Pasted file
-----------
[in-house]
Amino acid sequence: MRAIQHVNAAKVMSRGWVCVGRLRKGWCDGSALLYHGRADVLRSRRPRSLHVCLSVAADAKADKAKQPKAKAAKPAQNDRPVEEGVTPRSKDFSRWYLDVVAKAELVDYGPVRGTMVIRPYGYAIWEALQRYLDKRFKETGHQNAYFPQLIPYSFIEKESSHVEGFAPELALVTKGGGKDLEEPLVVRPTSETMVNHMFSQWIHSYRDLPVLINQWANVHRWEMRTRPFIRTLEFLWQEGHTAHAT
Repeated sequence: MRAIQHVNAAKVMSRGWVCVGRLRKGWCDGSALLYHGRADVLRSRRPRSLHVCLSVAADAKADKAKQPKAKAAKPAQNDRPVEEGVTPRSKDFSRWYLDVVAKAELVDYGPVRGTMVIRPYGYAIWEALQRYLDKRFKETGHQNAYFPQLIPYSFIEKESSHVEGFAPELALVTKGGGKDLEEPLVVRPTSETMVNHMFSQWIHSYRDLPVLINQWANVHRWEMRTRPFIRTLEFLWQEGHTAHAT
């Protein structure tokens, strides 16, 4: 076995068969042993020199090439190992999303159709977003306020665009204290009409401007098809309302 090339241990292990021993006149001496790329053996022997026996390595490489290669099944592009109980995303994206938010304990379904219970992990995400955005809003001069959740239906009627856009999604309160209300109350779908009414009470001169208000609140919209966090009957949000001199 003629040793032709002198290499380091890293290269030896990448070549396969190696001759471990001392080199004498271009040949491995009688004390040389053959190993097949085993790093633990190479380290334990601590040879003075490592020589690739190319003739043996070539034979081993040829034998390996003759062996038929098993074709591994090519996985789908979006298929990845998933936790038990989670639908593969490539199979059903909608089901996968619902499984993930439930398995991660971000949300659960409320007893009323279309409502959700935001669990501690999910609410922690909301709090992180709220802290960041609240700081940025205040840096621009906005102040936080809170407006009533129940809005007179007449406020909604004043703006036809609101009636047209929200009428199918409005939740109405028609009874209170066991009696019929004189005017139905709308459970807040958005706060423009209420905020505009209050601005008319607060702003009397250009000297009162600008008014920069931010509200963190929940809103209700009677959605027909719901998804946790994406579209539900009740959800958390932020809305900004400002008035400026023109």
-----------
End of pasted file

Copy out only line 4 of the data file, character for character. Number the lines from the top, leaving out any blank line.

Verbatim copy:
């Protein structure tokens, strides 16, 4: 076995068969042993020199090439190992999303159709977003306020665009204290009409401007098809309302 090339241990292990021993006149001496790329053996022997026996390595490489290669099944592009109980995303994206938010304990379904219970992990995400955005809003001069959740239906009627856009999604309160209300109350779908009414009470001169208000609140919209966090009957949000001199 003629040793032709002198290499380091890293290269030896990448070549396969190696001759471990001392080199004498271009040949491995009688004390040389053959190993097949085993790093633990190479380290334990601590040879003075490592020589690739190319003739043996070539034979081993040829034998390996003759062996038929098993074709591994090519996985789908979006298929990845998933936790038990989670639908593969490539199979059903909608089901996968619902499984993930439930398995991660971000949300659960409320007893009323279309409502959700935001669990501690999910609410922690909301709090992180709220802290960041609240700081940025205040840096621009906005102040936080809170407006009533129940809005007179007449406020909604004043703006036809609101009636047209929200009428199918409005939740109405028609009874209170066991009696019929004189005017139905709308459970807040958005706060423009209420905020505009209050601005008319607060702003009397250009000297009162600008008014920069931010509200963190929940809103209700009677959605027909719901998804946790994406579209539900009740959800958390932020809305900004400002008035400026023109």